Highly levered companies are more likely to receive a modified audit report in subsequent periods especially if they shift from high quality to low quality audit firms (Lennox, 2000). Schwartz and Menon (1985) discuss the influence of financial distress on auditor switches in two different ways. Firstly, financial distress causes complex uncertainties in a business and are correlated with factors that support auditor switching such as; management changes, reporting disputes, issuance of a qualified opinion, 'insurance' motives and audit fees. Failing businesses are often plagued with such issues and, therefore, are more susceptible to make auditor changes than healthy ones. Secondly, various reasons for changing auditors may depend upon the financial condition of an organisation. Factors associated with switching auditors in financially distressed companies may not the same as for the 'non-distressed' companies. Healthy organisations may switch auditors to obtain additional service or competitive advantage through an industry specialised auditor.

In order to tackle such issues Hudaib and Cooke (2005) classify financial condition into distressed and non-distressed and incorporate them as an explanatory variable. Chow and Rice (1982) suggest to incorporate non-distressed companies in variable is to control for the possible effects of auditees financial condition on auditor switching. In whichever way financial distress may affect the auditor-client relationship, its existence can have some implications for understanding the dynamics behind auditor switching. Schwartz and Menon (1985) also suggest that failing firms have a tendency to make management changes in an attempt to resuscitate their organisation, as external stakeholders identify management failures as a primary factor in the company's deteriorating financial condition. New management results in various changes in the failing organisation, in an attempt to rescue or better the situation, these may also include changes in auditor. New management may be dissatisfied with the quality and cost of services provided by the past auditor (Burton and Roberts, 1967). New management team may view the selection of reporting methods as a means for influencing decisions of suppliers of capital by revealing corporate performance in a more favourable light, with the help of a new more lenient auditor (Schwartz and Menon 1985).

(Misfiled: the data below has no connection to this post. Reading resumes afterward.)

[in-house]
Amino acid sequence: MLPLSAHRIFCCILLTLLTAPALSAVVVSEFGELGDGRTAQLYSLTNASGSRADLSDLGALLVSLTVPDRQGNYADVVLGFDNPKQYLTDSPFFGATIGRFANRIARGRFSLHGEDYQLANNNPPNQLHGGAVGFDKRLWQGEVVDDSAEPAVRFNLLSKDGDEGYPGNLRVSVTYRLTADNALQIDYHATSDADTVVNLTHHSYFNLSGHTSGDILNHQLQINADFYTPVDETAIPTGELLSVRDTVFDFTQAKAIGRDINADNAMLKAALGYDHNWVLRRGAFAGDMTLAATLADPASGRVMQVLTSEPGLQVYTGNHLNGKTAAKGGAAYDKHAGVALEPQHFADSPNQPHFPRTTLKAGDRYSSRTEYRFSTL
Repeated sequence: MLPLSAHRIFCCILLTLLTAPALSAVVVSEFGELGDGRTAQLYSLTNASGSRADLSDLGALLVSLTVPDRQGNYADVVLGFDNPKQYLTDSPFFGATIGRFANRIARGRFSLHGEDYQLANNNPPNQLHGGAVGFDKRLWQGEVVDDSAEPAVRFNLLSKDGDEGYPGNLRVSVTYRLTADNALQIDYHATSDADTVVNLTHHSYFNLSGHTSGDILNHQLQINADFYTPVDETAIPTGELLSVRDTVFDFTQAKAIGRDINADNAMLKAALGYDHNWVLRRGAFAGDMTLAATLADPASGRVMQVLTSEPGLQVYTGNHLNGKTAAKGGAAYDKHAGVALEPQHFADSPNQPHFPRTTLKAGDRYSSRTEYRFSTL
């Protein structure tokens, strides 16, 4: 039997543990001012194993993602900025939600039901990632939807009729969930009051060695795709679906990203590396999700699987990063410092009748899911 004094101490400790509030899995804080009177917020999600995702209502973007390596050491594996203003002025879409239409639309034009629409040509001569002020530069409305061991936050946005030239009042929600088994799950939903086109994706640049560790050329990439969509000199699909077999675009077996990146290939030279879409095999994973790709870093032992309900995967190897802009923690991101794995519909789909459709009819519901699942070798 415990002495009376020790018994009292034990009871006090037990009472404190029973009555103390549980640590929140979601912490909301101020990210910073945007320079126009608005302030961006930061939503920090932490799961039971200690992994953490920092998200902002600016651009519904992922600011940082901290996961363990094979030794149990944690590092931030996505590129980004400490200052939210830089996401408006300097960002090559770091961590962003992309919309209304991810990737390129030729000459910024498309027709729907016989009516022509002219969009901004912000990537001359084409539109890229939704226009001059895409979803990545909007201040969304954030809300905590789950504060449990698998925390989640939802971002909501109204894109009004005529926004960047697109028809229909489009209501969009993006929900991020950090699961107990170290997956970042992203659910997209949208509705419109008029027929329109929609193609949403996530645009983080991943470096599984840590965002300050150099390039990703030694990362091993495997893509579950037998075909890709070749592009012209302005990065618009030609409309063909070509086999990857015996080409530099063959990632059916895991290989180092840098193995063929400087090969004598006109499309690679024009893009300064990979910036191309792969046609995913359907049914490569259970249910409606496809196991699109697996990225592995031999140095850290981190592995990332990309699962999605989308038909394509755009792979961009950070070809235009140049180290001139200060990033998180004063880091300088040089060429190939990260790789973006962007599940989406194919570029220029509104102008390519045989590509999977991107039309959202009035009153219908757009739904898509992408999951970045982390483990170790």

Alternatively, new managers may simply prefer another auditor with whom they have had some previous association (Beattie and Fearnley, 1995). Beattie and Fearnley (1998) report that 35% of companies cited top management changes as a reason for switching auditors. However, Chow and Rice (1982) found no significance in this variable, while Schwartz and Menon (1985) found that neither top management change neither audit opinion in failing companies led to a change in auditors. Hudaib and Cooke (2005) examined the interactive effects of distressed/non-distressed companies and MD change/no-MD change on the type of audit opinion and found mixed results. Nevertheless, issuance of a qualified opinion may be triggered by financial distress or a change in management, or maybe even both. Whereas several of the factors that considered as causes of auditor switching may be found to exist in failing companies or financially healthy firms, not all bring about a definite change in auditor. If the financial condition is not explicitly controlled for, an obvious "omitted variables" problem can exist, since a correlation of both a spurious factor and a 'true' determinant with financial distress could lead to making some invalid inferences on why companies decide to change auditors. This being the case, there are clear limitations to the generalizabillity of findings based on experimental samples containing both failing and healthy firms.

Chapter 3

Research Methodology